Friday, December 08, 2006

Iraq Needs the USA

When the US invaded Iraq in 1991, I was saddened to see the US military and its allies bombing the country I was born in, and I thought that the only good thing that could come out of that war was the end of Saddam Hussein's regime. That didn't happen, and Saddam's regime continued to jail and murder Iraqi political opponents and their relatives after that war. Sanctions continued to make life very difficult for ordinary Iraqis. And the US continued to bomb Iraq, sometimes inexplicably bombing Basra, where the vast majority of residents hated the regime of Saddam Hussein. Every American should watch this short (15 min) documentary. Isra Abdul Amir lost her arm in a US cruise missile attack on Basra on January 25th, 1999. In case you do not know, Bill Clinton was President of the US in 1999. Why the US bombed Basra in 1999 is beyond my comprehension.

In 2003 the US again went to war with Iraq, and this time the aim was clear: Operation Iraqi Freedom. Bush & Co. also thought that Saddam's military had WMD, and that somehow Saddam was connected to 9/11. But for me and my family it was all about one thing: the end of Saddam's regime and the hopeful beginning of democracy in Iraq. I must admit that I felt joy when I saw President Bush tell Saddam, Uday and Qusay that they had 48 hours to leave Iraq. I wish I could have done that. George Bush must have fancied himself to be some kind of John Wayne who thought he could go into Iraq, catch the bad guys and turn the country into a prosperous democracy, a beacon of hope for the rest of the middle east. Well it didn't quite turn out that way. Saddam did not have WMD (thankfully, because he would have used them), there was no Iraqi connection to 9/11, the US military killed more innocent Iraqis (and many guilty ones), and all along I suspected that Bush and his crew might have ulterior motives. It is no coincidence that Halliburton, the company that Dick Cheney still owns stock options in, has profited enormously as a result of this war. Of course Halliburton could not have won those contracts without the aid of the Bush administration, the Congress and the Senate. The exploitation of Iraq and the war by Halliburton is an example of the corruption that can take place when the Congress, the Senate, and the White House are all controlled by one party. Voting Republican is just too damn scary these days. I think that as Americans we should be more careful with this abuse of power. We need to also take a serious look at US foreign policy, especially in the middle east. The Democrats have not exactly been benevolent to Iraq or Palestine either. The documentary by No More Victims is testimony to that fact. The 12 years of sanctions enforced by Clinton's administration actually made Saddam Hussein's regime stronger, and by 2003 there were fedayeen Saddam, there were Al Qaeda and Ansar al Sunna.

Still the Americans could do so much good in Iraq. To me the biggest irony in this conflict is that Iraq needs the US right now. The US has already trained Iraqi soldiers, but the Iraqi army does not have enough soldiers to defend the entire country. After watching this revealing video I was reminded that Iraq badly needs the assistance of the US military right now. Most of the insurgents who live in Anbar are harcore Baathists - the fedayeen type who are not new to murdering. Murder (often mass murder) and the threat of murder was the method used in governing Iraq for 25 years. The Iraqi mafia could not be changed overnight. Let us stop pretending that Iraqis will stop killing each other after the US leaves. And the US will leave, despite the cries from many Arabs who insist that the US wants troops there for the long term (the bases! the bases! the bases will belong to Iraq's military very soon!) At the end of the video the reporter explains that the US troops stationed in Anbar want to go home as soon as possible, and so do the Shia soldiers who are sent to Anbar to defend the Iraqi police. I understand why Iraqi Shia soldiers must go to Anbar to defend police stations there - the Iraqi army should be able to go anywhere in Iraq to defend Iraqi police. But in the end, Anbar should be defended by the people of Anbar. The US should support and train the Anbar Salvation Council and other groups in Anbar who are willing to protect the Iraqi police and army. This becomes more urgent for the people of Anbar when the Iraqi police and army are comprised of people from Anbar. One thing remains painfully clear after watching that video: without US troops in Anbar, the insurgents would easily overrun Iraqi police stations there. Also in the video I enjoyed CJ Chivers' narrating style and the way he referred to the Eye-racky Rambo.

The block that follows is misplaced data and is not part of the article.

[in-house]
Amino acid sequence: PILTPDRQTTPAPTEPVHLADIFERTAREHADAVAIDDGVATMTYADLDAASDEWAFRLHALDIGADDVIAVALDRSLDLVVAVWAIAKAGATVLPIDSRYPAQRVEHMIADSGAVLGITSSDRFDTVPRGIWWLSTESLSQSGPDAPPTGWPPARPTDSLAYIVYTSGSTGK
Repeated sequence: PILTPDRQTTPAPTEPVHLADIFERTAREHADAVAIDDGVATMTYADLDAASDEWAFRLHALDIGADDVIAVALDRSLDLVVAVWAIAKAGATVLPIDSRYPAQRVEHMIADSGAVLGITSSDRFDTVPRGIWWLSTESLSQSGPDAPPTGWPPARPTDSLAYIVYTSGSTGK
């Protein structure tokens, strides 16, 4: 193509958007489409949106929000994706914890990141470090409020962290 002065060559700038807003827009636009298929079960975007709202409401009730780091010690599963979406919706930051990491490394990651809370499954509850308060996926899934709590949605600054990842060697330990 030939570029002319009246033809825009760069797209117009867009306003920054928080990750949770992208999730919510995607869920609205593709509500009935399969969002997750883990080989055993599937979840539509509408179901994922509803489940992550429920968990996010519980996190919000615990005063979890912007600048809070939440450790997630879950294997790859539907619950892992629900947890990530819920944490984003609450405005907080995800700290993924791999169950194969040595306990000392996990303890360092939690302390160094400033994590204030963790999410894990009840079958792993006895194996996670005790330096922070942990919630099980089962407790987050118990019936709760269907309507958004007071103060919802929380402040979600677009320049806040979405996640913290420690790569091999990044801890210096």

In a viewpoint published in Time Magazine (December 11, 2006 edition), Time's correspondent in Baghdad, Aparisim Ghosh writes: "Can America save Iraq from itself? Yes, but it would require giving up the illusion that the Iraqis can fix their own problems. They can't. The Americans created this mess; it's their responsibility to fix it. They'd need 30,000 more coalition soldiers and a real willingness to thrash the Shi'ite militias, something they've avoided so far. Having foolishly dismantled the existing Iraqi army, the U.S. has the duty to create a genuinely proficient new one, instead of rushing recruits through Boy Scout lessons just to satisfy predetermined quotas. It may take five more years. But if the U.S. leaves sooner, Iraq will devolve into an even bigger mess. If the Americans insist on pulling out, they ought to park their hardware nearby, because like it or not, they'll be back."

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